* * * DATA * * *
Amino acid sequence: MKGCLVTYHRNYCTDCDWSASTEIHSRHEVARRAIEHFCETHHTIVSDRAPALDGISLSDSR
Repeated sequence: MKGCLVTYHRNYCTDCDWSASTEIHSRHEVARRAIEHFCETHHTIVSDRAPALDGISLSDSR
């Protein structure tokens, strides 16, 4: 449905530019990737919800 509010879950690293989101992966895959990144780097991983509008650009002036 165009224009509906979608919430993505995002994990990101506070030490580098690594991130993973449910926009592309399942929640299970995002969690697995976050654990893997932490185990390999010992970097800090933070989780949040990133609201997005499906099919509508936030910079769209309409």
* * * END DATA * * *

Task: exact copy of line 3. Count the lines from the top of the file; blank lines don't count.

């Protein structure tokens, strides 16, 4: 449905530019990737919800 509010879950690293989101992966895959990144780097991983509008650009002036 165009224009509906979608919430993505995002994990990101506070030490580098690594991130993973449910926009592309399942929640299970995002969690697995976050654990893997932490185990390999010992970097800090933070989780949040990133609201997005499906099919509508936030910079769209309409």